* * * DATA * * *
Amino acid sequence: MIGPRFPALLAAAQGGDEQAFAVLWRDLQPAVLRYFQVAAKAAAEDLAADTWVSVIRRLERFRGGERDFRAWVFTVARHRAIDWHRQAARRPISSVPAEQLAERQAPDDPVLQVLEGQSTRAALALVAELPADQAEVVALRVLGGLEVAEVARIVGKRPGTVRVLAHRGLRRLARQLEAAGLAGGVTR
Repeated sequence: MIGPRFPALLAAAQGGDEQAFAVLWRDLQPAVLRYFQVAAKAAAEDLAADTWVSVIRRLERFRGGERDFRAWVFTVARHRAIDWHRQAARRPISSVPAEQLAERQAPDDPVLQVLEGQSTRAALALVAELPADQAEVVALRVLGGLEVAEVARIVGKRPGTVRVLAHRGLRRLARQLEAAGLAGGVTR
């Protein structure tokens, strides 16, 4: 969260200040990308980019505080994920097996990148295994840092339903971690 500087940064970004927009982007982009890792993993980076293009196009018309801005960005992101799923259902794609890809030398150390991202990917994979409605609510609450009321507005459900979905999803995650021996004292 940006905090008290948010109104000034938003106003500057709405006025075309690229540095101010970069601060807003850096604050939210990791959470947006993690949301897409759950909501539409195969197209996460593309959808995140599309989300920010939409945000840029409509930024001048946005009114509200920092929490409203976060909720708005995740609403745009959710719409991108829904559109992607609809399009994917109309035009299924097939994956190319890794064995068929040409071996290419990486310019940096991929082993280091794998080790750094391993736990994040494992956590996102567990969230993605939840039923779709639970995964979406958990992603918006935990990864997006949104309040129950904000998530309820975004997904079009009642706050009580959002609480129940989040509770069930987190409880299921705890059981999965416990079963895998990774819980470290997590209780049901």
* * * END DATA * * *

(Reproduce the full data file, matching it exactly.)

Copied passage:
Amino acid sequence: MIGPRFPALLAAAQGGDEQAFAVLWRDLQPAVLRYFQVAAKAAAEDLAADTWVSVIRRLERFRGGERDFRAWVFTVARHRAIDWHRQAARRPISSVPAEQLAERQAPDDPVLQVLEGQSTRAALALVAELPADQAEVVALRVLGGLEVAEVARIVGKRPGTVRVLAHRGLRRLARQLEAAGLAGGVTR
Repeated sequence: MIGPRFPALLAAAQGGDEQAFAVLWRDLQPAVLRYFQVAAKAAAEDLAADTWVSVIRRLERFRGGERDFRAWVFTVARHRAIDWHRQAARRPISSVPAEQLAERQAPDDPVLQVLEGQSTRAALALVAELPADQAEVVALRVLGGLEVAEVARIVGKRPGTVRVLAHRGLRRLARQLEAAGLAGGVTR
């Protein structure tokens, strides 16, 4: 969260200040990308980019505080994920097996990148295994840092339903971690 500087940064970004927009982007982009890792993993980076293009196009018309801005960005992101799923259902794609890809030398150390991202990917994979409605609510609450009321507005459900979905999803995650021996004292 940006905090008290948010109104000034938003106003500057709405006025075309690229540095101010970069601060807003850096604050939210990791959470947006993690949301897409759950909501539409195969197209996460593309959808995140599309989300920010939409945000840029409509930024001048946005009114509200920092929490409203976060909720708005995740609403745009959710719409991108829904559109992607609809399009994917109309035009299924097939994956190319890794064995068929040409071996290419990486310019940096991929082993280091794998080790750094391993736990994040494992956590996102567990969230993605939840039923779709639970995964979406958990992603918006935990990864997006949104309040129950904000998530309820975004997904079009009642706050009580959002609480129940989040509770069930987190409880299921705890059981999965416990079963895998990774819980470290997590209780049901």